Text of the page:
#ScienceSaturday posts share exciting scientific developments and educational resources with the KAND community. Each week, Dr. Dominique Lessard and Dr. Dylan Verden of KIF1A.ORG summarize newly published KIF1A-related research and highlight progress in rare disease research and therapeutic development.

KIF1A Research: From the Archives

Polarity of Neuronal Membrane Traffic Requires Sorting of Kinesin Motor Cargo during Entry into Dendrites by a Microtubule-Associated Septin

Neurons have complex morphology, and the microtubule roads along which KIF1A proteins travel exist across neuronal compartments. Different cargo needs to be delivered to the neuron’s dendrites and axons, for example, and when cargo enters the wrong compartment it turns around. But what systems exist to make sure the right kinesins show up in the right parts of the neuron? This week’s paper from 2018 explores a checkpoint that exists in neuronal dendrites, allowing KIF1A through while turning another kinesin, KIF5A, back toward the cell body.

Septins are proteins that lie along microtubules, modifying the way other proteins travel along them. SEPT9 is a septin enriched at the boundary of the cell body and the dendrites. SEPT9-coated microtubules caused KIF5A to pause and let go more often, preventing entry into the dendrites. Knocking down SEPT9 expression caused KIF5A-associated cargo, which should go to the axon, to end up in the dendrites instead!

On the other hand, SEPT9-coated microtubules increased KIF1A’s velocity and landing rate, and knocking down SEPT9 caused KIF1A to cluster in the cell body, unable to enter the dendrites. This shows that SEPT9 gives KIF1A a “go” signal to enter dendrites!

How does SEPT9 tell KIF5A to stop and KIF1A to go? It recognizes subtle differences in part of their motor domains called the L12 loop. Swapping the L12 loop between KIF1A and KIF5A changed the way both kinesins localized in the cells. Understanding how to stop or ease KIF1A transport in the cell may help find strategies to counteract KIF1A dysfunction.

File:Neuron Part 1.png - Wikimedia Commons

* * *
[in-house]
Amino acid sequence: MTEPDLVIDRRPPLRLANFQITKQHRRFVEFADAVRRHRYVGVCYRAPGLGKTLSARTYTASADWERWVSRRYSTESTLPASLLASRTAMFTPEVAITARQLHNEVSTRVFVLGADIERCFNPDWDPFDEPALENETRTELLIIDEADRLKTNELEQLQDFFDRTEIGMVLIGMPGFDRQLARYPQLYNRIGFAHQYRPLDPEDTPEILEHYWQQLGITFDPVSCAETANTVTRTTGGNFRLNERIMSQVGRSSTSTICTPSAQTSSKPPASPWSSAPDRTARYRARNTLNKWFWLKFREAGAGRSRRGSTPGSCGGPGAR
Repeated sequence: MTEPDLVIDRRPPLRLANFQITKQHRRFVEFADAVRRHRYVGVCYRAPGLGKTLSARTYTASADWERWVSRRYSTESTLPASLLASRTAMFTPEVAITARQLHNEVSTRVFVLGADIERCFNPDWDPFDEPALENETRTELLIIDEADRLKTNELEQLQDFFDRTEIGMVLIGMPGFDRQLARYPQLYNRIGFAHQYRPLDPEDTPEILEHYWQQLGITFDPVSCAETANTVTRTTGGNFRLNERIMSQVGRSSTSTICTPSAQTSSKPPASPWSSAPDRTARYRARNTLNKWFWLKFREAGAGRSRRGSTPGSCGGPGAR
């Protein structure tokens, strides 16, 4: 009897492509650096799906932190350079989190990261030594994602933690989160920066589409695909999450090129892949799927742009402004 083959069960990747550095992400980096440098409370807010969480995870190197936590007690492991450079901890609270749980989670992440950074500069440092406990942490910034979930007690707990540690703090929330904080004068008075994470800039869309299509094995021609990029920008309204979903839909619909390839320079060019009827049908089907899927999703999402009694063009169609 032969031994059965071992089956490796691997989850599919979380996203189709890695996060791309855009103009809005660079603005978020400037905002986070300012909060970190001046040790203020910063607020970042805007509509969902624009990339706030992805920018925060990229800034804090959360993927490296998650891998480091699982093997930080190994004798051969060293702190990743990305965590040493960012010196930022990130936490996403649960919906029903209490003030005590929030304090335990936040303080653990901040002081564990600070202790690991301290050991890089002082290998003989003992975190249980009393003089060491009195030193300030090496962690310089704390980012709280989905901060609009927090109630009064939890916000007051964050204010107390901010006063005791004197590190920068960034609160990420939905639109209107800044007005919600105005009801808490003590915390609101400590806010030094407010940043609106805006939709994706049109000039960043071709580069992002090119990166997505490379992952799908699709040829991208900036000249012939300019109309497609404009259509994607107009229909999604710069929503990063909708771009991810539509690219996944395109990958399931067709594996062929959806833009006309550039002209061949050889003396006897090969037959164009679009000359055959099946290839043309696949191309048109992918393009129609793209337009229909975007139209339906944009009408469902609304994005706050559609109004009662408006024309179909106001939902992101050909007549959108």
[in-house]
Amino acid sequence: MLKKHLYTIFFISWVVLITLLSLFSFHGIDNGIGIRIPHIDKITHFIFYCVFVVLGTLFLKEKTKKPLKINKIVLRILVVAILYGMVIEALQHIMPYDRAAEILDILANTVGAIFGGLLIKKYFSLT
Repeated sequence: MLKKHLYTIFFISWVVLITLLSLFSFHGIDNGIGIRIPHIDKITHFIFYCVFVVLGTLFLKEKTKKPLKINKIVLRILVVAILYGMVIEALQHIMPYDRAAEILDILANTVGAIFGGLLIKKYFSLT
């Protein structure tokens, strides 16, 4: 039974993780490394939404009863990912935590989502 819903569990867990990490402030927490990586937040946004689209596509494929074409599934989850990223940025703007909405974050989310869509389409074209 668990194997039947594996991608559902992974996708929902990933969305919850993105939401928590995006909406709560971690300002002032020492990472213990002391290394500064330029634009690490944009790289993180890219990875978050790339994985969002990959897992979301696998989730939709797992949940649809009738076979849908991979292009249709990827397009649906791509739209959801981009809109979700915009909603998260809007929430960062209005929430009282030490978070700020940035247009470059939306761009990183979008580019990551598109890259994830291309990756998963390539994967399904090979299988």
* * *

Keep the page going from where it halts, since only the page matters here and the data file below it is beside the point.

Rare Roundup

A Guide To Next Steps After You Receive A Diagnosis

If your family has recently received a genetic diagnosis, Global Genes has a helpful article that explains the basics of genetic test results and questions to ask your healthcare providers to determine your next steps. If your genetic test results includes the KIF1A gene, check out our Newly Diagnosed page for information on KIF1A and KIF1A Associated Neurological Disorder.

“Receiving a rare disease diagnosis after genetic testing can be overwhelming. You may feel relief that you finally have a name for the disease. At the same time, you could be fearful, grieving, angry, or shut down. You may be referred to a specialist who has in-depth knowledge of your condition, or need to be seen at a major medical center that offers specialized care. It’s important to come to conversations about your care prepared.”

Global Genes

Francis Collins Urges Gene Therapy Community to Scale Efforts to Tackle Rare Diseases

In the United States, President Biden’s chief scientific advisor recently discussed progress and hurdles in gene editing therapies at the American Society of Gene and Cell Therapy (ASGCT) Conference. Francis Collins, MD, PhD, has a long history of studying diseases and developing animal models, and has encouraged public-private partnerships to make gene therapies more widely viable. The end of last March saw the first gapless sequence of the human genome, providing a massive boon to rare disease diagnostics. But Collins spoke to the need for systematizing gene editing solutions so we don’t need to go back to the drawing board for each rare disease: “Of nearly 7,000 genetic disorders, only 500–600 have an FDA-approved therapy.” To improve these numbers, we need to improve delivery of gene editing tools so they effectively provide tissue-specific cures while minimizing the number of treatments needed.

Connecticut Establishes a Permanent Rare Disease Advisory Council

Connecticut recently passed House Bill 5500, making it the 23rd state to adopt a permanent Rare Disease Advisory Council (RDAC) thanks to sustained efforts by the National Organization of Rare Disorders (NORD). The RDAC will serve as a liaison through which rare disease stakeholders can make recommendations to policymakers. Empowering the collective voice of rare disease patients, clinicians, and researchers is a crucial step toward systemic changes in therapeutic development and accessibility.

Leave a Reply

Your email address will not be published. Required fields are marked *